Scatter, Gather, Reconcile; FilteredPush

Crowd sourcing & citizen scientists

Georeferencing tools: GEOLocate, BioGeomancer & others

All ideas welcome!

  • Curation
    • Outdated names and identifications: specimens of the same species filed under more than one name
  • Combined data
    • Duplicates and differing names – how to know which is correct, how to report discrepancies back to home institutions
  • File transfer
    • What’s the best way to move 1,000,000 images to NY?
  • Long-term archival image storage for all institutions?
    • Potentially 36+ TB of raw files
insect workflow
Insect Workflow
  • Organize specimens by species, then…
  • Organize specimens by collection event
  • Attach barcodes to each specimen
  • Perform data entry for all specimens
  • Take close up images of representative specimens of every species

AMNH Matrix-code labels


Use existing online PBI database for most data entry

streamlined interface for rapid data entry
Streamlined Interface for Rapid Data Entry

Taxon names

Locality data

Collection Events

Specimen Data

Host names

specimen imaging
Specimen Imaging
  • Image representative specimens for each species
  • Use existing imaging stations at partner institutions
  • About 30% of Hemiptera are already imaged
  • Expect to produce about 20,000 new images
combine datasets in discover life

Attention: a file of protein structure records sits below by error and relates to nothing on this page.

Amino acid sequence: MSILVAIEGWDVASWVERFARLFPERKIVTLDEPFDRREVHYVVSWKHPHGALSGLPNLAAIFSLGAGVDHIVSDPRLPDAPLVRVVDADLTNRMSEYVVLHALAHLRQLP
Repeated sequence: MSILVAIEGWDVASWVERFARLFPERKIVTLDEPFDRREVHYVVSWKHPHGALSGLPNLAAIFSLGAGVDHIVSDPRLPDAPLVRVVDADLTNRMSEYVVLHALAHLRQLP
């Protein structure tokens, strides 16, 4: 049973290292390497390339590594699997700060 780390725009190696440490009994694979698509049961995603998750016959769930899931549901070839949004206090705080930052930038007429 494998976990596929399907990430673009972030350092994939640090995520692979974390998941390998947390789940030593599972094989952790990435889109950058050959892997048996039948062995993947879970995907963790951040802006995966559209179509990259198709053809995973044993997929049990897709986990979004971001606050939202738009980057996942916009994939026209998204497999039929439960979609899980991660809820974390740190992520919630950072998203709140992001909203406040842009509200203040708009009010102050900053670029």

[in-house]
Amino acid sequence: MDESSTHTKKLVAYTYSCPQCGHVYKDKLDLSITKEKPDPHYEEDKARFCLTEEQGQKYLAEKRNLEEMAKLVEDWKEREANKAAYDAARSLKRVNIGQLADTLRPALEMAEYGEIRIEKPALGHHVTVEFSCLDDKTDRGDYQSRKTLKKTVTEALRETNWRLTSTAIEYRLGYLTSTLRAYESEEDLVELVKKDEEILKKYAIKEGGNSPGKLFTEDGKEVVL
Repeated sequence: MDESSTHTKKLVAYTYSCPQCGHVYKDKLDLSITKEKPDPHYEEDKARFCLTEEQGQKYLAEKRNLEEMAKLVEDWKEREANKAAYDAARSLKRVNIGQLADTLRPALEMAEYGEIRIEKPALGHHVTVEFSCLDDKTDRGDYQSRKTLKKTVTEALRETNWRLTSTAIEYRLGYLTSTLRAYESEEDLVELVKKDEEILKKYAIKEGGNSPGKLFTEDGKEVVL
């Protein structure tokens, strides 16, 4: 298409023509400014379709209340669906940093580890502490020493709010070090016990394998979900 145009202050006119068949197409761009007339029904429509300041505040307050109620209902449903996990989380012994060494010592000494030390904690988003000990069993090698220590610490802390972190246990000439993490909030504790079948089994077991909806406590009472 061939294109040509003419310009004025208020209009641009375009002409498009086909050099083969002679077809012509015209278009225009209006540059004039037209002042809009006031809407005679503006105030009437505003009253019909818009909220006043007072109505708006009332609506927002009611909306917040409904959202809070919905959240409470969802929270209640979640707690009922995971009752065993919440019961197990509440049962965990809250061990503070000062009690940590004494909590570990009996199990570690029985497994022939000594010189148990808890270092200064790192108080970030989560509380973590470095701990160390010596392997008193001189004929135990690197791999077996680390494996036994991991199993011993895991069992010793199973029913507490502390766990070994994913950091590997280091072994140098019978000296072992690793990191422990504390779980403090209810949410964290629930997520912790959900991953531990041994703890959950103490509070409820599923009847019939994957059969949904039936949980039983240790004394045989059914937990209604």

Combine datasets in Discover Life
  • PBI database is already set up as a data provider to Discover Life
  • Generates species pages that include specimen data, maps, and images
  • Creates a linkage between host/herbivore/parasitoid data
  • Updates PBI data every 24 hours to deliver up-to-date information
overall challenges
Overall Challenges

Adequately train personnel to capture de novo data for more than 2 million specimens

Implement authority files for all groups in all databases

Insure accuracy of specimen identifications

Integrate data across databases

Integrate data across trophic groups for effective access by broadest user community

Maintain data over the long haul

what can be done with these 4 000 000 combined data records
What can be done with these 4,000,000+ combined data records?

Systematics: assembly of specimen data

Biogeography: large data pool for studies of endemism

Ecology: host-herbivore-parasitoid relationships and origins

Conservation biology: management decision making

Agricultural sciences: invasive/pest species data and management, identifications at ports

Climate change studies: ecological niche modeling; phenological changes; distributional changes

meeting of ttd tcn subcontracts
Meeting of TTD-TCN subcontracts:

The PIs would like to convene as many of the

subcontracting institutions as possible during the

banquet this evening. This will provide an

opportunity to discuss potential problems, compare

notes, and answer questions you may have.